This week, I got my hands on two different books about bras. I discovered Jene Luciani’s The Bra Book: The Fashion Formula to Finding the Perfect Bra through the unlikely source of the Bravo television show “Mad Fashion.” Chris March (best known for his stint on Project Runway season 4) designed a dress for her made almost entirely out of bras, for her to wear to an event celebrating her book. The dress was fabulous of course, but I was more intrigued by the book.
Then Darlene suggested I also check out the Ali Cudby (“Amerca’s #1 Bra Coach”) title, Busted! The Fab Foundations Guide to Bras that Fit, Flatter, and Feel Fantastic. Fab Foundations is Ali’s website (and blog, and Twitter, and publications…) devoted to teaching women how to find their perfect bra.
Between the two, Busted! definitely has a more educational tone. Though readers who’ve long been part of the big-busted online community probably won’t learn anything they don’t already know, it’s got to be the best bra-fitting resource in the published realm. I think it should be mandatory reading (for girls, anyways) in high school sex ed classes. If I had had this book when I was a teen, it would have saved me a lot of annoyance. This book could also serve as a great jumping off point for mothers taking their daughters on early bra-shopping expeditions.
As for the nitty gritty, Busted! is written in a refreshingly straightforward tone that keeps the cheerleadering to a minimum. It’s also full of useful, easily digestible info, like a glossary and multiple sizing guides based on brands and different body measurements. The one I will definitely be photocopying and saving forever is a chart listing approximate cup sizes based on the difference between bust and band measurement across over three dozen manufacturers. While I find the difference-measuring part less than helpful, the comparison of all the brands is immeasurably useful! When you buy all your bras online, it can be hard to know what size to order from which brand, especially when you start considering brands from different countries, which use different scales. How do you even know which country your selected manufacturer is from?? So this chart is fantastic. (If you want to print one yourself, you can find it at fabfoundations.com/busted.)
As for The Bra Book, this one was more of a fun read than a truly educational resource. While it includes basic fitting instructions, it also features chapters on bra history, bras and men, and the “future of bras.” It’s a really cute book, full of fun illustrations and the color pink, and is perhaps more appropriate for younger readers than Busted! would be.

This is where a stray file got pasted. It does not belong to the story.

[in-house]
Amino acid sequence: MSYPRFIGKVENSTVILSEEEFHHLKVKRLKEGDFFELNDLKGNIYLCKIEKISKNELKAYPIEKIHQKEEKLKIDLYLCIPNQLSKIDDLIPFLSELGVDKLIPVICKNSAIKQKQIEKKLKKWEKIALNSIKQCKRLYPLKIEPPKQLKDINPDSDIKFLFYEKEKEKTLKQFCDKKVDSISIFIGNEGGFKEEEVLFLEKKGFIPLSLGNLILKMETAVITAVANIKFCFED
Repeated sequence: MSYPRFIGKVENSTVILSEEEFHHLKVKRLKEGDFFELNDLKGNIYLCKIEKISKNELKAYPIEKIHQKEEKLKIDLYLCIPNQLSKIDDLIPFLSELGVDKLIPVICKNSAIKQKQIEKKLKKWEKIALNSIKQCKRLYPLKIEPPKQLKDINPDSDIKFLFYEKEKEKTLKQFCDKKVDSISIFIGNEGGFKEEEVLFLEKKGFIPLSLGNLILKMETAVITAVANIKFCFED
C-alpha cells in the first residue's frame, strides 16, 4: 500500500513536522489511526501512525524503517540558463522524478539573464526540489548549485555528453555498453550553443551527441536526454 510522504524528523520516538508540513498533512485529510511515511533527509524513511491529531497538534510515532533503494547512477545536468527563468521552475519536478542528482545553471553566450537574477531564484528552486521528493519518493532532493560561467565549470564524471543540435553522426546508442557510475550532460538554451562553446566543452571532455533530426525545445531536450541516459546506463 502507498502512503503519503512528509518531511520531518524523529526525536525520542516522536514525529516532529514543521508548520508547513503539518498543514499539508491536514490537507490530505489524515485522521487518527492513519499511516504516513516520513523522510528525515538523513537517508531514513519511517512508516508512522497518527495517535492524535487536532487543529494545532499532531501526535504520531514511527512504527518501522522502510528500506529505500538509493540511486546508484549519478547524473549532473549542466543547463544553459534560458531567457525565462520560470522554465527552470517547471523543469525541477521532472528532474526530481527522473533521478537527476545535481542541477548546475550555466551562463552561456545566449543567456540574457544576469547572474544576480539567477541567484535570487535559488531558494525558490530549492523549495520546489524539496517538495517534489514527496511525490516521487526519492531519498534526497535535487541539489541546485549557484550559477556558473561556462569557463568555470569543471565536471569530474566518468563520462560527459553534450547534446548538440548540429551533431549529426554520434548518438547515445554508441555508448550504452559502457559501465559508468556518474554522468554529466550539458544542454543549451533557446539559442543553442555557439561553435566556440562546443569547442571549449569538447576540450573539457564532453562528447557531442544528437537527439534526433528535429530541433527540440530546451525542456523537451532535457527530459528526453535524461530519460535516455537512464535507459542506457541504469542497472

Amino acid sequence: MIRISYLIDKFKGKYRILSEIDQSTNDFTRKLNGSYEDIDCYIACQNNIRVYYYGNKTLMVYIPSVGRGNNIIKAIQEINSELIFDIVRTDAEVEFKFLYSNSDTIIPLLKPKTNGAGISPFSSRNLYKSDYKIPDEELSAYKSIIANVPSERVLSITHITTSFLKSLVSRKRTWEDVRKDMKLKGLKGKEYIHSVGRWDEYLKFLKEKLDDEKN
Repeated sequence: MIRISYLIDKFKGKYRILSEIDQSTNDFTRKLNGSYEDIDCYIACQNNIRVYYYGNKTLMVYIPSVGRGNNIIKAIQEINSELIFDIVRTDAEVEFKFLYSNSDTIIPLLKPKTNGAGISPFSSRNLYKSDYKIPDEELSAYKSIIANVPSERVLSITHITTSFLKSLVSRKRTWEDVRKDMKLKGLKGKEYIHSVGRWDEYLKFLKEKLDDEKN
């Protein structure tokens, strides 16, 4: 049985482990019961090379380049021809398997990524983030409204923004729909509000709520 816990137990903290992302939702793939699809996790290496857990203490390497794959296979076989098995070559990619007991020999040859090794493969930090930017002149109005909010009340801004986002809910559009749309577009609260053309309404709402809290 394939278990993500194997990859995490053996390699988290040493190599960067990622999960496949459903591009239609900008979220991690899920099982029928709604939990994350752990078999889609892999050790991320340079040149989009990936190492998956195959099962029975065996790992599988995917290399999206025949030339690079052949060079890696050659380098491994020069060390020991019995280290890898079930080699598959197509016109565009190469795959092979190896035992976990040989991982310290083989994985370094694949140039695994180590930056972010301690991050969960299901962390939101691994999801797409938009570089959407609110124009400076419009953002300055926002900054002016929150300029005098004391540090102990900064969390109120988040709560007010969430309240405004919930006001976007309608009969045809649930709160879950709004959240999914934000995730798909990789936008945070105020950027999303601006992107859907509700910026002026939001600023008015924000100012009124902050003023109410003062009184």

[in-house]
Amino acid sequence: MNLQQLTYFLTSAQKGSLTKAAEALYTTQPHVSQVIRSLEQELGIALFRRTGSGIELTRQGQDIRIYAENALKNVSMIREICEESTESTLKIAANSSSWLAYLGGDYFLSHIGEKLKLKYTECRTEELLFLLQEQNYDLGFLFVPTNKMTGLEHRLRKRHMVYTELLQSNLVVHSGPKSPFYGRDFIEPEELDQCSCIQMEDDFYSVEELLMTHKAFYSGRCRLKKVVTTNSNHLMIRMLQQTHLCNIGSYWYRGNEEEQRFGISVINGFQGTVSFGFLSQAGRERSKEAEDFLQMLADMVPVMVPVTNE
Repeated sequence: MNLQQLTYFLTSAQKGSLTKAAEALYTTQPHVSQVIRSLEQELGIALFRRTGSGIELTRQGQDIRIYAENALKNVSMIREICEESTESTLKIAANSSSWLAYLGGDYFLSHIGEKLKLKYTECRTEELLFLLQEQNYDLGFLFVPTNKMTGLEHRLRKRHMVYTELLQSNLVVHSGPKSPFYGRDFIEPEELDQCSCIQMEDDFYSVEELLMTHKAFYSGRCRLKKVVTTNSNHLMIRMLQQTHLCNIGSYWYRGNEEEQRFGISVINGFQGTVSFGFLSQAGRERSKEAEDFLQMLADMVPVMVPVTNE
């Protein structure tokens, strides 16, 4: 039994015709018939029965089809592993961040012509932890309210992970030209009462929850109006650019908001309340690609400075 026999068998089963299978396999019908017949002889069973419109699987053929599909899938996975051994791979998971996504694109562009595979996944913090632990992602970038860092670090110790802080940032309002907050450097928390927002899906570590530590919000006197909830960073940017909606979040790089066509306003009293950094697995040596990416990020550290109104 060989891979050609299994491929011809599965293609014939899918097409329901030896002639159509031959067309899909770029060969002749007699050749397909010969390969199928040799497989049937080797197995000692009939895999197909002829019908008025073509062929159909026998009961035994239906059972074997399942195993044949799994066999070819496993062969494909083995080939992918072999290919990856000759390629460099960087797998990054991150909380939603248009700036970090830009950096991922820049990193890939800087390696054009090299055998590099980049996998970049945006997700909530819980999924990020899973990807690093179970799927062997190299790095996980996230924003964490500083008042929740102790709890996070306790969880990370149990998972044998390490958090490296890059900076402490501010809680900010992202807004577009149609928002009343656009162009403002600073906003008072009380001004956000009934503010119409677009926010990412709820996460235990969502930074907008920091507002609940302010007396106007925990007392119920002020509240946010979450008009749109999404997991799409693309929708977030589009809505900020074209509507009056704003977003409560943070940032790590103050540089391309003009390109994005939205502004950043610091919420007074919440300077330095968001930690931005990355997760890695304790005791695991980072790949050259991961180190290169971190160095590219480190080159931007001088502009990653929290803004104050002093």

However, there are some incorrect statements in the book with regards to fitting instructions. For example, for the problems “underwire isn’t flush with your ribcage” and “the bridge of the bra doesn’t lie flat against your body,” the solution is that you need a bigger band or cup. But this is wrong! If the wire or bridge aren’t flush with your body, it usually indicates that you’re wearing a band that’s too big. Further, one page after the explanation that bra cup size varies based on band size (i.e. 34A is the same cup volume as 32B as 30C, etc), there is a statement highlighted in a pink box that says the secret to a strapless bra is to go down a band size—and then it states “If you are a 34B you would purchase a 32B.” Wrong! You would purchase a 32C. Later, it states that you should fit your bra band on the middle hook when you first purchase it. Wrong again! It’s generally accepted logic that you should choose the loosest hook, because the band is going to stretch out over the course of its life.
Lastly, there’s a lot of “should” advice, like types of bras that large- and small-busted women should avoid, as well as an entire chapter on bra “faux pas,” which includes such things as visible bra straps and going braless. The going braless faux pas, especially, reads as judgmental. Women shouldn’t be shamed into wearing a bra if they’re simply more comfortable without. Busted!, on the other hand, avoids hard and fast rules, and repeats over and over that every woman is different and may have different requirements based on her personal preferences, not based on her bust size. (Though I also have to note that Busted! repeatedly references Fab Foundations, to excess. At times, it seems like one giant press release for the website.)
Overall, I really enjoyed both these books, but anyone who’s already aware that cup size varies based on band, has been professionally fitted a few times, and/or reads any of the myriad big- and small-busted blogs out there probably won’t learn anything new. But they’re both fabulous resources for newcomers. I hope enough women in the U.S. read these, because the only way mainstream American bra manufacturers will ever vary their sizes is if consumers demand it. But they can only demand what they’re aware of!
Review copies of both books were provided by the publisher.